…Banish thoughts of 1970s florals, where faded browns met primrose yellow and a yolky orange in a pop art-style print. No, this is brown 2.0, the most sophisticated color in your armory. Dare we say it...brown is the new neutral. – Lilith Hudson at Living, Etc

Designer Liz Lovery also backs this up in a TikTok, saying: “Dark brown is popping up everywhere in design—I’m seeing it used on walls and in furniture—and I’m also seeing a resurgence of dark woods used in cabinetry and accent pieces.”

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Set piece from Wes Anderson's The French Dispatch, 2021

Fibreguard boucle upholstery fabric in spice

A Wes Anderson inspired colour palette using our own FibreGuard fabrics

Fibreguard boucle upholstery fabric in spice

An even moodier Wes Anderson inspired colour palette using our own FibreGuard fabrics

Fibreguard boucle upholstery fabric in spice

Although a lot of Wes Anderson interiors give off a 70s, Mid-Century vibe, if you really look at the details, so many of the sets are a mish-mash of pieces from loads of different eras, like this colour explosion from Les Causeuses.

Luckily for our interiors, this quirky style also features really bright colours too: think about the stark reds and magentas of The Royal Tenenbaums. The Life Aquatic is drenched in the verve of mustard yellow, dazzling orange and shades of azure with bright tomato-red accessories.

Get the vibrant look with bold-coloured furnishings and a statement-making accent wall, or choose a unique colour and decorate with variations and complementary shades.

Our FibreGuard design team knows instinctively that colour has an immediate influence on a space, whether we are even conscious of it or not. Colour combinations affect us too as humans, and most people aren’t even aware of their influence.

Why Wes Anderson? Why now?

You wouldn’t be wrong for thinking that vibrant colours aside, this interior aesthetic features a lot of brown. And this is the key to why Anderson’s films are so inspiring for designers now: it’s the same reason brown is becoming ever more popular in interiors and decorative accessories.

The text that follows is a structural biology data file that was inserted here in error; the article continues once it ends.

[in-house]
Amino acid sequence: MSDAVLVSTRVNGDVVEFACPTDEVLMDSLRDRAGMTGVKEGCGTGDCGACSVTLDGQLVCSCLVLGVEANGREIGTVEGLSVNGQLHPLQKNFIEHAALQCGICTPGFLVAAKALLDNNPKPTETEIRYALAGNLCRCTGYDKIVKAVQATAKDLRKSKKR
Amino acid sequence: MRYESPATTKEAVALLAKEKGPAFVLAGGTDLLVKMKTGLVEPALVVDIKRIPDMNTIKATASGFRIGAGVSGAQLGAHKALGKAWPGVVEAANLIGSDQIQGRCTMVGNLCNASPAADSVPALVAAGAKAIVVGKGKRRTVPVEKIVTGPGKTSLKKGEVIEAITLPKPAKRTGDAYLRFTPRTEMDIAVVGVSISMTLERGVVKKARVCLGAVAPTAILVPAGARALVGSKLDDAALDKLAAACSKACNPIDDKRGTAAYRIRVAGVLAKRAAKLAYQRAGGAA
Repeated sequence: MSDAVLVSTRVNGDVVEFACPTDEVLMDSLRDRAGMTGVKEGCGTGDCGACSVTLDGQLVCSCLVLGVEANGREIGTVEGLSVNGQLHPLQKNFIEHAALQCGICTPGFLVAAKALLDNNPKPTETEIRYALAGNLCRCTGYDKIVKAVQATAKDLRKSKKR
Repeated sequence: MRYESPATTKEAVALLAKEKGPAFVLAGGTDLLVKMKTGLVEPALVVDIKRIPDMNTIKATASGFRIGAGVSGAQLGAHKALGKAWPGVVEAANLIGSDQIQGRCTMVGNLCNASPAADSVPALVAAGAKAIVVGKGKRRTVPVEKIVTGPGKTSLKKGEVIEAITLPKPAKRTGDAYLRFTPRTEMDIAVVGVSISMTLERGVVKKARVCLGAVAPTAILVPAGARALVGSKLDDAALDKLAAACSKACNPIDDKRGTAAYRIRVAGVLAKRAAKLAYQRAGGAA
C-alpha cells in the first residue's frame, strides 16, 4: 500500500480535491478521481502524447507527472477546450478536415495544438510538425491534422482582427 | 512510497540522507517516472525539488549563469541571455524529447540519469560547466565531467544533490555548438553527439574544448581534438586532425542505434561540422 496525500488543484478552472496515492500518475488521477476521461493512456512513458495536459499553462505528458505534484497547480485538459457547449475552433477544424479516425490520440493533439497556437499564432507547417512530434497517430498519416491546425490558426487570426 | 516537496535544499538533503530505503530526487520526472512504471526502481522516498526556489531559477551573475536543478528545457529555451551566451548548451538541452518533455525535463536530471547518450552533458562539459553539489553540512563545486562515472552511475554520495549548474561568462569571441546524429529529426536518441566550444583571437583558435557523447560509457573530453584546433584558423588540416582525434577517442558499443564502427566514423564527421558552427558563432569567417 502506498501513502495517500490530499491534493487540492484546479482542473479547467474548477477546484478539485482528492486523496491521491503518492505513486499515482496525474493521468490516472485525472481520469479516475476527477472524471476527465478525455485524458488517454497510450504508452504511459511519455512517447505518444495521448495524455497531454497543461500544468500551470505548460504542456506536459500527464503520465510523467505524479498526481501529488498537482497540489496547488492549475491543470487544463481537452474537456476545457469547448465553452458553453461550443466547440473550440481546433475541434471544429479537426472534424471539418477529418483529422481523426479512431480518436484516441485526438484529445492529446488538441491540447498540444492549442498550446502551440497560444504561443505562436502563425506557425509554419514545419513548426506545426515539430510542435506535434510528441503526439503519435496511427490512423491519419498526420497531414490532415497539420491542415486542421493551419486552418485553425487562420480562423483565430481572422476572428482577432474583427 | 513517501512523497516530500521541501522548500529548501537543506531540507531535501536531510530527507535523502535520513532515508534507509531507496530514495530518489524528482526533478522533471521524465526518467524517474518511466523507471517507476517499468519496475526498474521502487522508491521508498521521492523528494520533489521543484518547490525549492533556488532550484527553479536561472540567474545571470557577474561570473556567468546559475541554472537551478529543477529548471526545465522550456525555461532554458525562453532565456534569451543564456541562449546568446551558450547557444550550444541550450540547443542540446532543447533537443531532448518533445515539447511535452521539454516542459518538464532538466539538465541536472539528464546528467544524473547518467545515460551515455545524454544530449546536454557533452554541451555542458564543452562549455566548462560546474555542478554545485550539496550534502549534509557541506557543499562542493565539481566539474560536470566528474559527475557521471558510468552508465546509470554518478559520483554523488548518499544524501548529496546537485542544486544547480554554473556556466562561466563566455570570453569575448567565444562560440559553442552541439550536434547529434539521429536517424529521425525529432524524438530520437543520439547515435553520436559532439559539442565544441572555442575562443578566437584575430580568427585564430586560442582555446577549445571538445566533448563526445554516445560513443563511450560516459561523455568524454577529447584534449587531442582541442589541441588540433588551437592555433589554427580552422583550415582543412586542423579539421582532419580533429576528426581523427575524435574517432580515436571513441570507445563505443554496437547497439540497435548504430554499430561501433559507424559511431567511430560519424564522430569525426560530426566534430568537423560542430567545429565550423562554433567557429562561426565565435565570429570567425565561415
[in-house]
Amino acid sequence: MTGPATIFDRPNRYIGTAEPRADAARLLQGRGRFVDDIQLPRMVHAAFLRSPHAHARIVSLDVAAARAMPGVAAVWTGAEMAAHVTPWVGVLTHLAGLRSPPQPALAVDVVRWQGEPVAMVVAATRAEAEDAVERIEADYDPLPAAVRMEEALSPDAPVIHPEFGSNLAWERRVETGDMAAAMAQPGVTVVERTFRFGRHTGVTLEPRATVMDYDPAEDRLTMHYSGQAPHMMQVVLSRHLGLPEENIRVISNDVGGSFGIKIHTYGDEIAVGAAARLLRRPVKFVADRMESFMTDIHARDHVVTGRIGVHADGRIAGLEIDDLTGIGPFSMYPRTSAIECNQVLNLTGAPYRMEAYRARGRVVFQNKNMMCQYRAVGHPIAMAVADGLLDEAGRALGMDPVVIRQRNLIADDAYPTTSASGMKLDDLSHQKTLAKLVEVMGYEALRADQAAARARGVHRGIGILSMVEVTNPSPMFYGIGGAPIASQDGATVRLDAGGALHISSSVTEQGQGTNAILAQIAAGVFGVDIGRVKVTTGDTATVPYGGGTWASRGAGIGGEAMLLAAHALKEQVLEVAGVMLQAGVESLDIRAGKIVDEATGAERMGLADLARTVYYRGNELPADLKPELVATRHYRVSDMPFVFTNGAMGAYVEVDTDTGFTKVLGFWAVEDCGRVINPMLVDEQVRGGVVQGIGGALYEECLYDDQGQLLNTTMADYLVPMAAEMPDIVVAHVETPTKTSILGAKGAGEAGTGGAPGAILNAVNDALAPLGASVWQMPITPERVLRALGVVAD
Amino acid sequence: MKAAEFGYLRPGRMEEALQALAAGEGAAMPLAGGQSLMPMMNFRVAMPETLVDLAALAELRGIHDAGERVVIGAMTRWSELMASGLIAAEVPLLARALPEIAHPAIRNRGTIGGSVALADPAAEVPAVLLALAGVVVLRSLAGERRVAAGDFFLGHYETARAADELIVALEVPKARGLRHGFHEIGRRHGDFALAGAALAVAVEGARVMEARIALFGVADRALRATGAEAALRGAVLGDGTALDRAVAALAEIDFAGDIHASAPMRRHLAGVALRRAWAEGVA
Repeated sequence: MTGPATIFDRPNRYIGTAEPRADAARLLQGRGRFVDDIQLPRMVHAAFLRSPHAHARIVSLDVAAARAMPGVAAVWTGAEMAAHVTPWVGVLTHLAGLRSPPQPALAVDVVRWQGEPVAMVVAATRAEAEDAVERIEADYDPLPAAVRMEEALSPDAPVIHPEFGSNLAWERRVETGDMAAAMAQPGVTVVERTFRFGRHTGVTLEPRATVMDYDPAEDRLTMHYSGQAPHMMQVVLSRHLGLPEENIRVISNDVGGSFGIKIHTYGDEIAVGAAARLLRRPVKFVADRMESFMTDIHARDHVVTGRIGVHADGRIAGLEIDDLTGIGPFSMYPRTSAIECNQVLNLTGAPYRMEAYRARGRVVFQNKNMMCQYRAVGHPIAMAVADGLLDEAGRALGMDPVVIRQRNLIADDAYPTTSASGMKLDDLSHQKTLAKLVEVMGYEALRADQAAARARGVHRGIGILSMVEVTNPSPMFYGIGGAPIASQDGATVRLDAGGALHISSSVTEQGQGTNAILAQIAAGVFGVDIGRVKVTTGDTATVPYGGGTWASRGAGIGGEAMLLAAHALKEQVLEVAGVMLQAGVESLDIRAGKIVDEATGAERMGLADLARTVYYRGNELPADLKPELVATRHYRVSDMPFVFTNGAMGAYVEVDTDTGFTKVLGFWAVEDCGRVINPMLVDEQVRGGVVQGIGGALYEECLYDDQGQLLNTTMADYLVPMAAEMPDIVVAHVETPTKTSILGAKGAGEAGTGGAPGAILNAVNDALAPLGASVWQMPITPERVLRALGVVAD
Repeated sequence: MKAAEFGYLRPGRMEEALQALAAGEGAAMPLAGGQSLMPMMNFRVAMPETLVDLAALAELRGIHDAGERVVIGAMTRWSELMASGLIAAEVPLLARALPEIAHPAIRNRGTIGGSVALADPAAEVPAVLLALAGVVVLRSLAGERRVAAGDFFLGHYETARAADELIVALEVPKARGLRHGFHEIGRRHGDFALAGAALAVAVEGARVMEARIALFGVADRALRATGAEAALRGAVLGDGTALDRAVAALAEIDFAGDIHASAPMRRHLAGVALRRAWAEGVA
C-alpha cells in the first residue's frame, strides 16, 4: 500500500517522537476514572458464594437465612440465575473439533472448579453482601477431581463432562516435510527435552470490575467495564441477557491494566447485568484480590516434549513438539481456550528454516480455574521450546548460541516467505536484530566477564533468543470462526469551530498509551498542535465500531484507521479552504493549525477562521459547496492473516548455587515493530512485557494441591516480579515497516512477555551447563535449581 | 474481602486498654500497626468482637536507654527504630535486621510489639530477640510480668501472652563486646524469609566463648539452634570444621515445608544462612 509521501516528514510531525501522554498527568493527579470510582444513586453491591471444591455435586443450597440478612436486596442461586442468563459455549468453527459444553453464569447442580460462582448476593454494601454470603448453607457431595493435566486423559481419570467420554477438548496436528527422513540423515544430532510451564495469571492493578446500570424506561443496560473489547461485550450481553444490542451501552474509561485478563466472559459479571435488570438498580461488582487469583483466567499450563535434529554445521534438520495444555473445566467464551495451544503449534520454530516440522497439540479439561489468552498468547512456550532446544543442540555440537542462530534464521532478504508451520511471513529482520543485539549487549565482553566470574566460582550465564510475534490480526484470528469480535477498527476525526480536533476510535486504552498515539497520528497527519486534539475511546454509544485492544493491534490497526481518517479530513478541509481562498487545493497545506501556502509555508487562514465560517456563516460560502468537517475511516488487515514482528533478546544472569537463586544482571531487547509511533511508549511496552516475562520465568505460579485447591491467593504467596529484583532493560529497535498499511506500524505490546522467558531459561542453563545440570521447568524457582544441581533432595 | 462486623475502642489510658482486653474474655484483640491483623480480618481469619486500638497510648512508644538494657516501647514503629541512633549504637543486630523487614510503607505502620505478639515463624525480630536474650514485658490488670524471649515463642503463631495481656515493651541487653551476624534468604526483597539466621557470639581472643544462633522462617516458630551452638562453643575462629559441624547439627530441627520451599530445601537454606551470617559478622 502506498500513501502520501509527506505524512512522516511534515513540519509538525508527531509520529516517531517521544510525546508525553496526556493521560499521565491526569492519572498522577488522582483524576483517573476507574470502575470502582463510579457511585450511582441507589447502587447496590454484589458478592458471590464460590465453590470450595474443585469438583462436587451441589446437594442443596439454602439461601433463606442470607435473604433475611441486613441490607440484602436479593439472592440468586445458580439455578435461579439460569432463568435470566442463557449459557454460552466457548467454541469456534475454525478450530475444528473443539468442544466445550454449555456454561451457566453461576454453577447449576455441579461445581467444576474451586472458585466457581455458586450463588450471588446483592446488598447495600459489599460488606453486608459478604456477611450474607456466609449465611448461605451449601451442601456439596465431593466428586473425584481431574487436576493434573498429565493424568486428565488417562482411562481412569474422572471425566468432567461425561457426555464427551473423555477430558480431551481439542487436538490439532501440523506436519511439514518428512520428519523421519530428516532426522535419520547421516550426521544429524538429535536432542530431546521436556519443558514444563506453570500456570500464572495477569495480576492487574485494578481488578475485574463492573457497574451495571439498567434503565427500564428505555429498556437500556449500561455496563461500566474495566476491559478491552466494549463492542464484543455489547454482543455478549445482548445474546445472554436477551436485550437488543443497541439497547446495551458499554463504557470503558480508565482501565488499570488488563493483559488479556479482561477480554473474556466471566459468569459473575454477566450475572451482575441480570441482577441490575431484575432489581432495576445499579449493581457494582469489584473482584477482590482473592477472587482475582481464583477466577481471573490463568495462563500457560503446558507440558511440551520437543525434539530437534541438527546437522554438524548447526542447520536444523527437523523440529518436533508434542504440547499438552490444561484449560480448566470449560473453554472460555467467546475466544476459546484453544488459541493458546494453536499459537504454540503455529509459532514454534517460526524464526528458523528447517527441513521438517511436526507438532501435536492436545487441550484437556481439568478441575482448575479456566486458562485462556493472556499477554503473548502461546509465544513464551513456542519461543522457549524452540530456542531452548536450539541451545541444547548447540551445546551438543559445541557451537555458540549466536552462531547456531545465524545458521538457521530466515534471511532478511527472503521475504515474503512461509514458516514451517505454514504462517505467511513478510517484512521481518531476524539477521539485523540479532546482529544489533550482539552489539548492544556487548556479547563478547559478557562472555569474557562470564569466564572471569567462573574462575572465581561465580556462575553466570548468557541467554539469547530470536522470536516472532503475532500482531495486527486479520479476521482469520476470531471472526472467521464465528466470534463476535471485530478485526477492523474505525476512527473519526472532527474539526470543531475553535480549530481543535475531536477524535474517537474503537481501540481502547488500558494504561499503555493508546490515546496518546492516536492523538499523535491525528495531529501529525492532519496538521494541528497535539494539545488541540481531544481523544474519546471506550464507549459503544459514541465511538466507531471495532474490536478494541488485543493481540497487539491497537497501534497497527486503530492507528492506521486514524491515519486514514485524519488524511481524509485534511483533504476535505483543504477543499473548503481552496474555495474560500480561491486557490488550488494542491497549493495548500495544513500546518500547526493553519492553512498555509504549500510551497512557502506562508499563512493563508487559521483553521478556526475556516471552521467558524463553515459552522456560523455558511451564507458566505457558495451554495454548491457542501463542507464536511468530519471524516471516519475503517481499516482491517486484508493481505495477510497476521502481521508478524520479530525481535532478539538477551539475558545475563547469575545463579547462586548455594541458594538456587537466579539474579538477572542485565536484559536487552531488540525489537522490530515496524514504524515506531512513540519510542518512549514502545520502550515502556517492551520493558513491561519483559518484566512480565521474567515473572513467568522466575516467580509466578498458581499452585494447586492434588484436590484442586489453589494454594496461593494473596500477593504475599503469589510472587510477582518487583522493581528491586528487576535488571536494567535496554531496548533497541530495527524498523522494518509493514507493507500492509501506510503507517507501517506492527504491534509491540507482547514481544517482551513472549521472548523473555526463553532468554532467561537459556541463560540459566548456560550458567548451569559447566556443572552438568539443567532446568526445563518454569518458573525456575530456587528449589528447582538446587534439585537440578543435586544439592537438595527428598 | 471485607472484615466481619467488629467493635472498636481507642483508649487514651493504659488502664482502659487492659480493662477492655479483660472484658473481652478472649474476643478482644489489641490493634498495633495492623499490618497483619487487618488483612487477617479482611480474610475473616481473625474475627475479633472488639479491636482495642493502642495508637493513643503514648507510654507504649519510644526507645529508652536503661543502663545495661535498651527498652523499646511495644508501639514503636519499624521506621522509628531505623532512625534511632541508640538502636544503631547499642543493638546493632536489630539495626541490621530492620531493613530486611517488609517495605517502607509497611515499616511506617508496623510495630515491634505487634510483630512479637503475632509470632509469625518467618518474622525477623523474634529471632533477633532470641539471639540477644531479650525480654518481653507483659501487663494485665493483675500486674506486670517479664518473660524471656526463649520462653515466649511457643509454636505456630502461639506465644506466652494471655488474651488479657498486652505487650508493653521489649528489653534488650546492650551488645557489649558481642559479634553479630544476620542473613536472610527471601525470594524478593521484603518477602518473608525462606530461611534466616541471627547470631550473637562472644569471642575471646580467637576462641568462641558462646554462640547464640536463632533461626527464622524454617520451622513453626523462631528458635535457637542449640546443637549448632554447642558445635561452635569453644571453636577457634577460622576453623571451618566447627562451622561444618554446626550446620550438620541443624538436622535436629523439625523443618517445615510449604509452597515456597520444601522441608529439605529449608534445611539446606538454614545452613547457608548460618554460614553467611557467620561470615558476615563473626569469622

Brown is comforting.

Comfort, as we pinpointed in one of this year’s megatrends, is something we want to take with us into the ‘new world’ following the global COVID-19 pandemic.

Slounge Comfort is about bringing an intentional mode of being into a post-cocooning world. Explore this trend with us on our Pinterest.

Wes Anderson’s films, however disconcertingly flawed the characters may be, are too. They create worlds where everything is handpicked and under control.

As vintage fashion and design become more popular than ever before, how does the euphoria of the 70s-80s-90s affect design? While the health crisis has exacerbated a form of nostalgia for the « world before », the need for comfort and optimism is felt. In order to reinvent the « world after », creators are remixing the utopian aspirations of the 1970s to 1990s with contemporary demands. – Retro Fantasy, from GoodMoods

Welcome to the future: retro

Explore more colour, design and visual culture trends with the FibreGuard design team. Our 2022/2023 Trends Book covers 50 pages and 5 trends, exploring the overarching preoccupations within the worlds of art, design and culture. Enjoy!